(Reuters Health) – Older diabetics may sometimes do too good a job at keeping their blood sugar down, according to a new study.
Regardless of age, people with diabetes are taught to keep their blood sugar below certain target levels. But many diabetics over 65 who have other health concerns may be at risk for pushing it too low, according to a new study.
Particularly for older adults with multiple serious illnesses and functional limitations, the risks of low blood sugar, or hypoglycemia, may outweigh the benefits of tight blood sugar control, the authors write.
“Older people are more susceptible to hypoglycemia,” said lead author Dr. Kasia J. Lipska of the Yale School of Medicine in New Haven, Connecticut.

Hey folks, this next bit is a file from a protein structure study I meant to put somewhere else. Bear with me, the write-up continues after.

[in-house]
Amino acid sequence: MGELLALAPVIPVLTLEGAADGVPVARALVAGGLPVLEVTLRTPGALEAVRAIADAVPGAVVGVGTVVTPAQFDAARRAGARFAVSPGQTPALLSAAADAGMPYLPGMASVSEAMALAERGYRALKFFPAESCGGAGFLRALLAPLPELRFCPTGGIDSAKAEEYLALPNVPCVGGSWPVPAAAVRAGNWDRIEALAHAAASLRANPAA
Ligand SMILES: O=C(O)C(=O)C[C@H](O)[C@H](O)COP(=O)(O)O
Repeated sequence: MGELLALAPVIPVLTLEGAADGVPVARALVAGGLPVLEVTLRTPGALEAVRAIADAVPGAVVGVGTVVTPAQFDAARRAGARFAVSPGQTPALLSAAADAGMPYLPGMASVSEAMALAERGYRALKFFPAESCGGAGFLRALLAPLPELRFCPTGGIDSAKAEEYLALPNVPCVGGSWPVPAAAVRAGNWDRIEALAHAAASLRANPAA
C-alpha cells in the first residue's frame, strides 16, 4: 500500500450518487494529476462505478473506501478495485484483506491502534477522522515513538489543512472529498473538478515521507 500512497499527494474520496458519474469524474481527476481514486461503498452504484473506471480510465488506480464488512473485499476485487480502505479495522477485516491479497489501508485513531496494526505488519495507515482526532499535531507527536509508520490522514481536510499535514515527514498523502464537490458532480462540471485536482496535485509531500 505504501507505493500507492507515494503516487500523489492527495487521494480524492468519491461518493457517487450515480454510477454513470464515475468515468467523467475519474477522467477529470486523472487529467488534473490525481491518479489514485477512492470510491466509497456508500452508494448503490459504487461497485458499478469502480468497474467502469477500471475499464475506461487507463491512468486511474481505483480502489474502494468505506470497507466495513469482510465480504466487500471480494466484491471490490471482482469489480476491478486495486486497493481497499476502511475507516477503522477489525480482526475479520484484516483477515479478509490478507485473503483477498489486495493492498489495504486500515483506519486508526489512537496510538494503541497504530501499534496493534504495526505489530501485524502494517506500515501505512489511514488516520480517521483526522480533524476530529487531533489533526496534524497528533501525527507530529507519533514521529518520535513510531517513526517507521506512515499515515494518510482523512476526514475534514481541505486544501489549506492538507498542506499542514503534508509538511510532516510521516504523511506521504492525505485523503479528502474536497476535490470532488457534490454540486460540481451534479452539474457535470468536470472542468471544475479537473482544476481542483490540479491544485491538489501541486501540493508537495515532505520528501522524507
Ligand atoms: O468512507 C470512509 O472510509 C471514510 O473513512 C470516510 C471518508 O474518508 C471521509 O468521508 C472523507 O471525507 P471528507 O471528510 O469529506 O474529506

“As people age, their kidney function deteriorates and drugs (like insulin) may not be eliminated from the body as efficiently,” which can lead to low blood sugar, she told Reuters Health by email.
Often, people with low blood sugar don’t realize they have it. Symptoms can include double or blurry vision, rapid heartbeat, headache, hunger, shaking or trembling, sweating, tiredness or weakness or feeling faint, trouble sleeping, unclear thinking, and other problems. Severe low blood sugar can cause seizures and brain damage.
Intense diabetes treatment, which the study showed many older people are doing, increases the risk for hypoglycemia two to three fold, Lipska said. More